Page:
Montez emerged in 1962 with a hit single called “Let’s
Dance,” which went to number 4 on the national charts.
Like Chan Romero before him, he was inspired and influenced
by Ritchie Valens and was one of the early Chicano rock pioneers.
At age 17, he was on the road with the likes of Sam Cooke,
The Drifters, Jerry Butler, Smokey Robinson, and Screamin’
Jay Hawkins. In 1963, he was part of a tour of England,
where he was a headliner on the bill with a popular English group
still unknown in America, The Beatles. In the
mid-sixties, he signed with A&M Records and recorded four albums
and had four singles reach the national top 40.
Ezekiel Christopher Montanez was born in
Los Angeles and grew up in Hawthorne, CA. He came from
a musical family, singing rancheras with his older brothers
when he was a kid. They also taught Chris how to play
the guitar. He attended Hawthorne High School with The
Beach Boys and remembers having Brian Wilson in his science
class and jamming at the Wilson brother’s home.
Being a big Ritchie Valens fan, he was fortunate enough to
see Ritchie perform in person at a public dance hall and got
to meet him. This helped inspire him to save up some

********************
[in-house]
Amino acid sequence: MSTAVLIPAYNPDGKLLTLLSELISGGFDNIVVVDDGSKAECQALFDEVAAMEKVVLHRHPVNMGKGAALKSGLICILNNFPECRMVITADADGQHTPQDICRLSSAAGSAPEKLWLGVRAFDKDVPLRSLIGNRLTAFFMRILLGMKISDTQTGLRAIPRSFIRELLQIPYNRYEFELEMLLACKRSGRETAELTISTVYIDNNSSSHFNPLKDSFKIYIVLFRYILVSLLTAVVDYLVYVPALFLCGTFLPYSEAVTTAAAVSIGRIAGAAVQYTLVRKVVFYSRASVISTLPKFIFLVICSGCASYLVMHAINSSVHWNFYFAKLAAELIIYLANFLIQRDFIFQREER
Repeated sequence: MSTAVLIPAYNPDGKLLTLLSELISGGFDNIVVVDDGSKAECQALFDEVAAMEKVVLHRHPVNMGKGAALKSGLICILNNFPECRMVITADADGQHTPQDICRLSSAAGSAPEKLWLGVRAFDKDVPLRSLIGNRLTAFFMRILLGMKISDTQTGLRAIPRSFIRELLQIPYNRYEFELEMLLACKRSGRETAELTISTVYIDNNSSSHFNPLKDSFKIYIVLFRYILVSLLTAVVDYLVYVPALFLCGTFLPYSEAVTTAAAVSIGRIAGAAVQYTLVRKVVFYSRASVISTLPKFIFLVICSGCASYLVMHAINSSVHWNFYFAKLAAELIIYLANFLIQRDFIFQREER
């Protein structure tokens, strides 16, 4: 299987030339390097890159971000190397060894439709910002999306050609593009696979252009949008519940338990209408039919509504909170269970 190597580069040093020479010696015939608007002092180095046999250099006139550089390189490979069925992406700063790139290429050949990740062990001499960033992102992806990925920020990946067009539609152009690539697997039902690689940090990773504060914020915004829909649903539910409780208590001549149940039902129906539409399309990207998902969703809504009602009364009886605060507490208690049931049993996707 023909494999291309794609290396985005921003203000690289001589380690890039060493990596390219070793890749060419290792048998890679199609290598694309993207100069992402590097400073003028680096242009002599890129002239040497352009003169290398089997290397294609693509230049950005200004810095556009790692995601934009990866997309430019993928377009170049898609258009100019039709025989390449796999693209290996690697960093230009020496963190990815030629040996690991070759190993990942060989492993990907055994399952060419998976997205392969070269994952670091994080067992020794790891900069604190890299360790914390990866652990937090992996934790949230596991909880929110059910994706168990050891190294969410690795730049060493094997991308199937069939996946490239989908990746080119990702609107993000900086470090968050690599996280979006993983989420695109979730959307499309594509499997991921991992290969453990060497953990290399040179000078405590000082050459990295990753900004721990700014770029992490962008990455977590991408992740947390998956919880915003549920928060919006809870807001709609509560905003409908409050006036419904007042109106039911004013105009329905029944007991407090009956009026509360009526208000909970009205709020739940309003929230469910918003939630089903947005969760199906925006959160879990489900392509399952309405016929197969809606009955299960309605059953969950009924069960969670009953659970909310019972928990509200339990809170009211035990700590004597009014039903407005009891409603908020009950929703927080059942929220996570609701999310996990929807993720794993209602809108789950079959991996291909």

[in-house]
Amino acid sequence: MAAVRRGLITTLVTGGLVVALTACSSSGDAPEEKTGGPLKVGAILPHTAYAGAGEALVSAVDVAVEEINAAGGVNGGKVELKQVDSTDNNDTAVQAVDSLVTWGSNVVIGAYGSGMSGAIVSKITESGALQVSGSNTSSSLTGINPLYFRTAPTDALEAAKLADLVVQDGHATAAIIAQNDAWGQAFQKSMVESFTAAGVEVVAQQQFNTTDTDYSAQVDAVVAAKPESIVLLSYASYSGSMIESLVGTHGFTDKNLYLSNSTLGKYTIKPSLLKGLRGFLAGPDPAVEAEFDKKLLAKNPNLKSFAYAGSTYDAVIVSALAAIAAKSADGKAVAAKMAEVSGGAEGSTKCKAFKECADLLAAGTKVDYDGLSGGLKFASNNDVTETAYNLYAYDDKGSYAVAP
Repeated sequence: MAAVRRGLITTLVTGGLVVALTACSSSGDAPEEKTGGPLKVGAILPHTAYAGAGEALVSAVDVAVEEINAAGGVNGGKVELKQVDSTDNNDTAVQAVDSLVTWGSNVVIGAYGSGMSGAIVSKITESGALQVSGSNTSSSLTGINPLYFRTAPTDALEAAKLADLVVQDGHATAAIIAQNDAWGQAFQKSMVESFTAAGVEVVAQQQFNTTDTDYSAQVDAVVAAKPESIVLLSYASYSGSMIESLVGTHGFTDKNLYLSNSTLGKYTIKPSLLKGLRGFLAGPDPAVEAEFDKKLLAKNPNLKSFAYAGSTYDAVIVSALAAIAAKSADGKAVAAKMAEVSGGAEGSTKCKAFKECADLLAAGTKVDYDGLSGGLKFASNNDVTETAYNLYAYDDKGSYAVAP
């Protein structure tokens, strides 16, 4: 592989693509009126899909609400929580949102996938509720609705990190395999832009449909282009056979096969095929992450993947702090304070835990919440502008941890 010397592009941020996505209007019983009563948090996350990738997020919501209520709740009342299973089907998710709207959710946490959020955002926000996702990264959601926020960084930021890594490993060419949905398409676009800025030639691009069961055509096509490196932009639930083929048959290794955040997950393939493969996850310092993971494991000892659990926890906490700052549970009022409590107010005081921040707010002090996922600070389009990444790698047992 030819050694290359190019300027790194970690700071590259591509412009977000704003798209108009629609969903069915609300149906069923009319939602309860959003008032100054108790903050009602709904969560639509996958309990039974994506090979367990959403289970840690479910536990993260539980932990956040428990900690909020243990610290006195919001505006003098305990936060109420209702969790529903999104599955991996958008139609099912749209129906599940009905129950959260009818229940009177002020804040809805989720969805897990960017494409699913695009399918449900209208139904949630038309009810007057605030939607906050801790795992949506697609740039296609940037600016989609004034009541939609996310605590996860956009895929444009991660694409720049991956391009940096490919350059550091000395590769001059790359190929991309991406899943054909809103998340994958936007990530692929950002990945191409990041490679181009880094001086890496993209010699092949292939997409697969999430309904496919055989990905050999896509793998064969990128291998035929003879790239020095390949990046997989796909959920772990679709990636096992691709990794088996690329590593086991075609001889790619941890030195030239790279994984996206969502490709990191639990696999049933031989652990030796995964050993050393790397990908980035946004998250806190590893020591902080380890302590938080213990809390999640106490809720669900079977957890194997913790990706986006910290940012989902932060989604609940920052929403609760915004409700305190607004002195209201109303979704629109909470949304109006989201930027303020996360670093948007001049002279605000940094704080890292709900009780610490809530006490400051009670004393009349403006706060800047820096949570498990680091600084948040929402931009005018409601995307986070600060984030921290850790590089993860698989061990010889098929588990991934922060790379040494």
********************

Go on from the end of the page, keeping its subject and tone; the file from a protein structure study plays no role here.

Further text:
money and go to a recording studio and record a couple of
songs. As luck would have it, the engineer played the
demo for some record producers who called Chris and offered
him a deal with Monogram Records. “All You Had
To Do Was Tell Me” became a local hit in Los Angeles.
His second single was the aforementioned national hit “Let’s Dance,” written
by his producer Jim Lee. (Sixteen years later “Let’s Dance” appeared
in the John Belushi movie, “Animal House.”)
With a hit record to his credit, he set
out on the road with the previously mentioned legendary black
artists. He toured by bus all over the U.S., including
the segregated South. He remembers suffering discrimination
and being harassed for associating with black people.
He was booked at the legendary Apollo Theater in Harlem, but
being a teenager and with no one to take him there, he arrived
late and was not permitted to perform. He did work other
Harlem venues, however, such as the Howard Theater.
In 1963 he was booked on a tour of England, where “Let’s
Dance” was number two on the charts. He headlined
with Tommy Roe over The Beatles. Beatlemania was just beginning in England, with “Love
Me Do” being the only record they had out. He